Some people see struggles around them and think, “That’s too bad.” Others, like Consuelo Poland, shake up an industry while extending a flame-resistant gloved hand to other Latinas like her. Poland is offering community and education—as well as a solution for talent-starved skilled trades—through her 501(c)3 organization, Latinas Welding Guild.
Welding isn’t typically on the top of most high school seniors’ career wishlists. It’s a craft even further out of mind for those whose educational systems have eliminated trade-heavy programs in favor of tech-focused career skills. While tech has earned its place in educational programming, the deemphasis on skilled trades has put the American economy and Indiana’s talent pipeline in a tough spot. Plus, access to training programs in some communities is nonexistent. All of this leads to a missed opportunity for well-paying careers and economic growth through thriving Indiana businesses.
Guatemalan-born Hoosier, functional welder, and artist Consuelo Poland noticed all of this as she witnessed the struggles of her peers in the Latino community. Having spent her career as a welder and leader, serving as the managing director for the RUCKUS Makerspace, she combined her talents and vision for the future with the formation of the Latinas Welding Guild.
The Guild is more than an advocacy organization; it’s an educational platform, hands-on learning environment, and support structure with buy-in from community leaders and businesses throughout the state. What may have started from an “ah-ha” moment has grown to become a movement, ever-flexing in response to community member needs and industry opportunities. But when it came time to execute her vision, the road to reality wasn’t always easy. Getting it done while managing her career and art, took true grit.
The notion of disrupting an industry and changing lives through education may be easy to dream up, but actually doing it is a serious undertaking. When asked how she drummed up the courage and resources to build a non-profit from scratch and establish a physical space, it’s clear that she’s the right woman at the helm. Conseulo explains: “Honestly, it’s determination and not being afraid to ask for help or ask questions. The worst-case scenario is hearing ‘no,’ but it also motivates me to think of alternative ways to make it work. I’ve tried to be intentional about who I’m asking for help, input, and advice from. I also think because I’m a ‘doer’ it’s helped me learn a lot very quickly—what works and what doesn’t—and that’s made it a little more clear for me to understand what our needs may be.”
Being a “doer” has helped accelerate the Guild’s efforts, which currently operates a year-round schedule for its students. This barrier-free pathway to education is a cornerstone of the Guild’s purpose. The Guild also provides a safe space for students to learn the art and skill of welding, offers access to scholarships, and facilitates language support as a total package for eager future welders.
This valiant effort isn’t without its challenges. According to the Guild, 96% of certified welders are male and the income discrepancy between male and female welders is near 28%. Along with equipping empowered students with desirable skills and solid salary data, the Guild is pursuing improvements for the welding craft beyond what will solely benefit its members.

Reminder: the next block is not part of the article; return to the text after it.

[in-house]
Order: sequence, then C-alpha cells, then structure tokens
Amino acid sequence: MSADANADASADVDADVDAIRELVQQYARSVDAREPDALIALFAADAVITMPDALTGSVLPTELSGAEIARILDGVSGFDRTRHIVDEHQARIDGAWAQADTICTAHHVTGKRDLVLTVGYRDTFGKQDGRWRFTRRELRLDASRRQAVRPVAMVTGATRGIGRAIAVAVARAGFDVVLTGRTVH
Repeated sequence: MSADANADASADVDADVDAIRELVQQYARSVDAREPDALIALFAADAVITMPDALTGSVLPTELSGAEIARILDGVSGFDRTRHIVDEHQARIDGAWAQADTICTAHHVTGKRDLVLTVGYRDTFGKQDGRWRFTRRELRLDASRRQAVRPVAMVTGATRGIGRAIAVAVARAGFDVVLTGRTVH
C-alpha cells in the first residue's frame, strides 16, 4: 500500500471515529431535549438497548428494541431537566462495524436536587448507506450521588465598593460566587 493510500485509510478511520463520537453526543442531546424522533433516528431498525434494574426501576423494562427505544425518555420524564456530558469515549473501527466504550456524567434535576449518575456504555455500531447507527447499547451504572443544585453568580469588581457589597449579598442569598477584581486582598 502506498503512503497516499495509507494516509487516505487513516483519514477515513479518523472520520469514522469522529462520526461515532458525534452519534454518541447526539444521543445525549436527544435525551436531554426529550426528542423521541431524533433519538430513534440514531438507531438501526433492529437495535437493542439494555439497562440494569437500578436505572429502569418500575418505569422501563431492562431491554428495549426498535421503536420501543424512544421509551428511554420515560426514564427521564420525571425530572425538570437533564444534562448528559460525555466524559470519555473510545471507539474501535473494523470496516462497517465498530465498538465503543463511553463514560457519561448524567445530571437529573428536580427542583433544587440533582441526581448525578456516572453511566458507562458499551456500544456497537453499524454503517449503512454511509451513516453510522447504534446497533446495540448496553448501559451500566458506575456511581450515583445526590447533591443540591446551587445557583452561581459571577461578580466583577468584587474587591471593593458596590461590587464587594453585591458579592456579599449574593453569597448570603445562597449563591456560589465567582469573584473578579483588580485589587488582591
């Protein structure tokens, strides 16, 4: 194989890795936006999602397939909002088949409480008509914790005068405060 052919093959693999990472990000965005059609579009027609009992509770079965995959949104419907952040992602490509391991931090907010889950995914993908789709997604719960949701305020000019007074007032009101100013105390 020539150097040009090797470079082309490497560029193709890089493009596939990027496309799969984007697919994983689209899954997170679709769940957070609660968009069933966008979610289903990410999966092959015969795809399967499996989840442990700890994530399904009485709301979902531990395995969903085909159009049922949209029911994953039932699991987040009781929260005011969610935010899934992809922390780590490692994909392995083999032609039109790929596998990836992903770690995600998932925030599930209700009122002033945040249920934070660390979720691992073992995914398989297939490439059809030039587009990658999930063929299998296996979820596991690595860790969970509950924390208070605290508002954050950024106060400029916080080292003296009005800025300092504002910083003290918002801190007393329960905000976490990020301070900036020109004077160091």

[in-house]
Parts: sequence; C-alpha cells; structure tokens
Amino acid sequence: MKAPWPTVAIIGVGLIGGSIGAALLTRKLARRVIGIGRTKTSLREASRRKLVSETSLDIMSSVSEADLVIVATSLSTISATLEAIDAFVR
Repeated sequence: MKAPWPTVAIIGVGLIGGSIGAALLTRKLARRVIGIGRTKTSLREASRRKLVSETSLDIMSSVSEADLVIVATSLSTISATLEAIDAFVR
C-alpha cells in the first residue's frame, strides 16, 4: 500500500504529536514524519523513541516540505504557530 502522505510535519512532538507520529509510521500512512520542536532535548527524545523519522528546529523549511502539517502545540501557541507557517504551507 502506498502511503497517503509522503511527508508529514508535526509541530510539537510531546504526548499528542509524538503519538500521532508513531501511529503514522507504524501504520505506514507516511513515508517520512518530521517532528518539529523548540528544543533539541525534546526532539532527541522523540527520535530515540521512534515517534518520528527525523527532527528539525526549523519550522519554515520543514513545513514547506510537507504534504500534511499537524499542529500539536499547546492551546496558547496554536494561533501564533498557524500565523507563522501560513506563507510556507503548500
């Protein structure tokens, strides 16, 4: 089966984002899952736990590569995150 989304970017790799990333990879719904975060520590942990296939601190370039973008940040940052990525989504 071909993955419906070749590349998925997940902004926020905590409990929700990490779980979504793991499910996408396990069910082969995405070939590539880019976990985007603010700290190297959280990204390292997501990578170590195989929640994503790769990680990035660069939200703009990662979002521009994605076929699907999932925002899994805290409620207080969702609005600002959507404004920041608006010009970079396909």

“We’re currently working on our Equitable Employment Program which would include three Indiana Commissions along with industry-related professionals to help us engage, educate, and enlighten both the welder and the employer. We feel by educating both the welder and the employer we can create some cultural awareness and open the lines of communication,” says Consuelo.
While the Guild’s primary focus is on career readiness, its purpose of community building is also at the forefront. Welding is more commonly thought of as a career skill, but it can be applied through personal and professional pursuits of art and other projects. Consuelo leverages her talents to motivate and inspire other artists, entrepreneurs, and others to create their own work.
“As a whole, our organization has endless opportunities for our women to utilize welding for teaching, entrepreneurship, and workforce development. So, I hope with more support from our working board, board committees, graduates, staff, and contracted staff we can continue to expand our impact and offer more opportunities to diverse welders,” Consuelo says.
Up next, the Guild is working toward establishing relationships with local schools, with Indianapolis Public Schools high on its wish list. The Guild hopes to train and place its eligible graduates into welding instructor roles, later integrating into other leadership positions, further advocating for welding and other skilled trades’ rightful inclusion in educational programming.
“It’s not just students we want to engage with; it’s families, administrators, and most importantly, school counselors. The common hurdle we’ve seen and heard from young and adult women is that their families, friends, and counselors didn’t encourage them to try welding, stick with it, or attempt it—because it would be too hard, uncomfortable, or male-dominated. In an ideal world, the workforce becomes so saturated with women all over the world that we have to rethink our mission,” Consuelo says.
A future full of women welders may be just the solution for upward mobility that Indiana needs.
Natalie Derrickson is a communications professional, strategist, and writer who’s forever a supporter of skilled trades’ rightful place in education. You can connect with her on Instagram, Twitter, LinkedIn, and her website.
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